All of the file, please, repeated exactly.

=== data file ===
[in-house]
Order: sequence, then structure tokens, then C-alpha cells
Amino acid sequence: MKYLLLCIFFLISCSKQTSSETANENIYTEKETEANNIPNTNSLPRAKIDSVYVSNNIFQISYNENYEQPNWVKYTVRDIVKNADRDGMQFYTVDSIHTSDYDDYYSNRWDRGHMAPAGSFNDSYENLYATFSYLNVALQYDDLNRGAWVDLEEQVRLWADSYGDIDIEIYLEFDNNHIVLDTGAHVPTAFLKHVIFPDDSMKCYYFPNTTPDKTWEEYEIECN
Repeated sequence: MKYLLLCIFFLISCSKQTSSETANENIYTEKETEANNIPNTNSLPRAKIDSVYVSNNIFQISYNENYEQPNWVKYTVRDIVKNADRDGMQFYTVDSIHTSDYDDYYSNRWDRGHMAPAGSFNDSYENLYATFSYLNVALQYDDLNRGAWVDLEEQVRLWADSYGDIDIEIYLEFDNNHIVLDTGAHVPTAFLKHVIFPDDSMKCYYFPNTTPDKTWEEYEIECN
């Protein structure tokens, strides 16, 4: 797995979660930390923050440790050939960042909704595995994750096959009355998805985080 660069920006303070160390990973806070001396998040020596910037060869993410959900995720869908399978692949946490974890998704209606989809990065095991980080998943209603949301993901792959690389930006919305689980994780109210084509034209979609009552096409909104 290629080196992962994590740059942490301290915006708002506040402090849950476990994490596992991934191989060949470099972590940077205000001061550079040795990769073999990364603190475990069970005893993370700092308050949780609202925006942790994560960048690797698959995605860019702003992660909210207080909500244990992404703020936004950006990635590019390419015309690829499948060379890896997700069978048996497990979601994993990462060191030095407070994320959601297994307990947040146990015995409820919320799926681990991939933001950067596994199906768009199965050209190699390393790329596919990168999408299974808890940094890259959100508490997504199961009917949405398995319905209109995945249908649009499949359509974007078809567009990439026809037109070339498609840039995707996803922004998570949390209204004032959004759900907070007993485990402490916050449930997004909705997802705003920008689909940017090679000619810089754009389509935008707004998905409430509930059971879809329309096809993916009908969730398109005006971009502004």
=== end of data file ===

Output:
[in-house]
Order: sequence, then structure tokens, then C-alpha cells
Amino acid sequence: MKYLLLCIFFLISCSKQTSSETANENIYTEKETEANNIPNTNSLPRAKIDSVYVSNNIFQISYNENYEQPNWVKYTVRDIVKNADRDGMQFYTVDSIHTSDYDDYYSNRWDRGHMAPAGSFNDSYENLYATFSYLNVALQYDDLNRGAWVDLEEQVRLWADSYGDIDIEIYLEFDNNHIVLDTGAHVPTAFLKHVIFPDDSMKCYYFPNTTPDKTWEEYEIECN
Repeated sequence: MKYLLLCIFFLISCSKQTSSETANENIYTEKETEANNIPNTNSLPRAKIDSVYVSNNIFQISYNENYEQPNWVKYTVRDIVKNADRDGMQFYTVDSIHTSDYDDYYSNRWDRGHMAPAGSFNDSYENLYATFSYLNVALQYDDLNRGAWVDLEEQVRLWADSYGDIDIEIYLEFDNNHIVLDTGAHVPTAFLKHVIFPDDSMKCYYFPNTTPDKTWEEYEIECN
């Protein structure tokens, strides 16, 4: 797995979660930390923050440790050939960042909704595995994750096959009355998805985080 660069920006303070160390990973806070001396998040020596910037060869993410959900995720869908399978692949946490974890998704209606989809990065095991980080998943209603949301993901792959690389930006919305689980994780109210084509034209979609009552096409909104 290629080196992962994590740059942490301290915006708002506040402090849950476990994490596992991934191989060949470099972590940077205000001061550079040795990769073999990364603190475990069970005893993370700092308050949780609202925006942790994560960048690797698959995605860019702003992660909210207080909500244990992404703020936004950006990635590019390419015309690829499948060379890896997700069978048996497990979601994993990462060191030095407070994320959601297994307990947040146990015995409820919320799926681990991939933001950067596994199906768009199965050209190699390393790329596919990168999408299974808890940094890259959100508490997504199961009917949405398995319905209109995945249908649009499949359509974007078809567009990439026809037109070339498609840039995707996803922004998570949390209204004032959004759900907070007993485990402490916050449930997004909705997802705003920008689909940017090679000619810089754009389509935008707004998905409430509930059971879809329309096809993916009908969730398109005006971009502004």